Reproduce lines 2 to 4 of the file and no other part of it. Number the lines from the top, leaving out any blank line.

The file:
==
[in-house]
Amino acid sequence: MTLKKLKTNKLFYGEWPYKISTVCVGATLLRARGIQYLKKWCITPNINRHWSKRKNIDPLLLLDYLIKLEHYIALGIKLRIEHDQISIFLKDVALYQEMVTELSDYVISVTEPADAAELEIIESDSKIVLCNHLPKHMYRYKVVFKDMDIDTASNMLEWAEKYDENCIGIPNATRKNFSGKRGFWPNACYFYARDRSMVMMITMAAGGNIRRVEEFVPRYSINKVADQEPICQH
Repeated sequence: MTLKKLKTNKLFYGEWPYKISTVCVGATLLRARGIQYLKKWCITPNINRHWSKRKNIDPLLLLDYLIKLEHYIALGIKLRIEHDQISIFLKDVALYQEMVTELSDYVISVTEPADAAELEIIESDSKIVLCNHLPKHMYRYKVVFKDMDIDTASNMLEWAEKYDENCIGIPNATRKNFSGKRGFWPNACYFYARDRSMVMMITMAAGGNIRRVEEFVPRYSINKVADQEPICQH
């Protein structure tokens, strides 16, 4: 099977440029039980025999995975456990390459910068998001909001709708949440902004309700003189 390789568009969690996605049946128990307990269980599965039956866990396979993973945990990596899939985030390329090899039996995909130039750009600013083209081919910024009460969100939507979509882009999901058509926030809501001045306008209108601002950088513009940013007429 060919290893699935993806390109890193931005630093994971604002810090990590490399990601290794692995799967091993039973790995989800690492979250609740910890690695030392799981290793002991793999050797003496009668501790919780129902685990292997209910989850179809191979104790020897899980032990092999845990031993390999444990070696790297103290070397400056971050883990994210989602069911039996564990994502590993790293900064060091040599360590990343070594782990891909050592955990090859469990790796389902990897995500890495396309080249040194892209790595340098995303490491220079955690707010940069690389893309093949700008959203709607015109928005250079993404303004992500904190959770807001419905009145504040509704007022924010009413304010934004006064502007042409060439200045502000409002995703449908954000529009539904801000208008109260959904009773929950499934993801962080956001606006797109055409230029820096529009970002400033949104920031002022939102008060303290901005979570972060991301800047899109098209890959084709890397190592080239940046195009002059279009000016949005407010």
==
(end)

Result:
Amino acid sequence: MTLKKLKTNKLFYGEWPYKISTVCVGATLLRARGIQYLKKWCITPNINRHWSKRKNIDPLLLLDYLIKLEHYIALGIKLRIEHDQISIFLKDVALYQEMVTELSDYVISVTEPADAAELEIIESDSKIVLCNHLPKHMYRYKVVFKDMDIDTASNMLEWAEKYDENCIGIPNATRKNFSGKRGFWPNACYFYARDRSMVMMITMAAGGNIRRVEEFVPRYSINKVADQEPICQH
Repeated sequence: MTLKKLKTNKLFYGEWPYKISTVCVGATLLRARGIQYLKKWCITPNINRHWSKRKNIDPLLLLDYLIKLEHYIALGIKLRIEHDQISIFLKDVALYQEMVTELSDYVISVTEPADAAELEIIESDSKIVLCNHLPKHMYRYKVVFKDMDIDTASNMLEWAEKYDENCIGIPNATRKNFSGKRGFWPNACYFYARDRSMVMMITMAAGGNIRRVEEFVPRYSINKVADQEPICQH
């Protein structure tokens, strides 16, 4: 099977440029039980025999995975456990390459910068998001909001709708949440902004309700003189 390789568009969690996605049946128990307990269980599965039956866990396979993973945990990596899939985030390329090899039996995909130039750009600013083209081919910024009460969100939507979509882009999901058509926030809501001045306008209108601002950088513009940013007429 060919290893699935993806390109890193931005630093994971604002810090990590490399990601290794692995799967091993039973790995989800690492979250609740910890690695030392799981290793002991793999050797003496009668501790919780129902685990292997209910989850179809191979104790020897899980032990092999845990031993390999444990070696790297103290070397400056971050883990994210989602069911039996564990994502590993790293900064060091040599360590990343070594782990891909050592955990090859469990790796389902990897995500890495396309080249040194892209790595340098995303490491220079955690707010940069690389893309093949700008959203709607015109928005250079993404303004992500904190959770807001419905009145504040509704007022924010009413304010934004006064502007042409060439200045502000409002995703449908954000529009539904801000208008109260959904009773929950499934993801962080956001606006797109055409230029820096529009970002400033949104920031002022939102008060303290901005979570972060991301800047899109098209890959084709890397190592080239940046195009002059279009000016949005407010």